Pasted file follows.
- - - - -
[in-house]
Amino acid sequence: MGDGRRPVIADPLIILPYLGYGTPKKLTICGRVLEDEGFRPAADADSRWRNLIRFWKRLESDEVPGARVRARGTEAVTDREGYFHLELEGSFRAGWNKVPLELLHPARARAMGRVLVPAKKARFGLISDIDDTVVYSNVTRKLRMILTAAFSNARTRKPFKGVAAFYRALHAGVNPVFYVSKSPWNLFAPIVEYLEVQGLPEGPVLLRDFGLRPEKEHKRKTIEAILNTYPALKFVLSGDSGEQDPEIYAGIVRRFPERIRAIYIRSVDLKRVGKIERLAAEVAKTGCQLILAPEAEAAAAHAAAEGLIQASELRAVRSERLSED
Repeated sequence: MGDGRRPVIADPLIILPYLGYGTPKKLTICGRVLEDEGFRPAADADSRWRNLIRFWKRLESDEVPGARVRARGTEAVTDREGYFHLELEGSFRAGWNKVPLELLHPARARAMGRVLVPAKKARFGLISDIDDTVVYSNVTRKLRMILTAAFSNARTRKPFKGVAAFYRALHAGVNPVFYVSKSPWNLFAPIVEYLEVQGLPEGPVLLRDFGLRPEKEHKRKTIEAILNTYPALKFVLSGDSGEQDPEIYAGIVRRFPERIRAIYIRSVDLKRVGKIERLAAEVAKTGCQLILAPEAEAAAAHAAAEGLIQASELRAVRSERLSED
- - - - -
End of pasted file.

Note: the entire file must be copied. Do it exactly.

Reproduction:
[in-house]
Amino acid sequence: MGDGRRPVIADPLIILPYLGYGTPKKLTICGRVLEDEGFRPAADADSRWRNLIRFWKRLESDEVPGARVRARGTEAVTDREGYFHLELEGSFRAGWNKVPLELLHPARARAMGRVLVPAKKARFGLISDIDDTVVYSNVTRKLRMILTAAFSNARTRKPFKGVAAFYRALHAGVNPVFYVSKSPWNLFAPIVEYLEVQGLPEGPVLLRDFGLRPEKEHKRKTIEAILNTYPALKFVLSGDSGEQDPEIYAGIVRRFPERIRAIYIRSVDLKRVGKIERLAAEVAKTGCQLILAPEAEAAAAHAAAEGLIQASELRAVRSERLSED
Repeated sequence: MGDGRRPVIADPLIILPYLGYGTPKKLTICGRVLEDEGFRPAADADSRWRNLIRFWKRLESDEVPGARVRARGTEAVTDREGYFHLELEGSFRAGWNKVPLELLHPARARAMGRVLVPAKKARFGLISDIDDTVVYSNVTRKLRMILTAAFSNARTRKPFKGVAAFYRALHAGVNPVFYVSKSPWNLFAPIVEYLEVQGLPEGPVLLRDFGLRPEKEHKRKTIEAILNTYPALKFVLSGDSGEQDPEIYAGIVRRFPERIRAIYIRSVDLKRVGKIERLAAEVAKTGCQLILAPEAEAAAAHAAAEGLIQASELRAVRSERLSED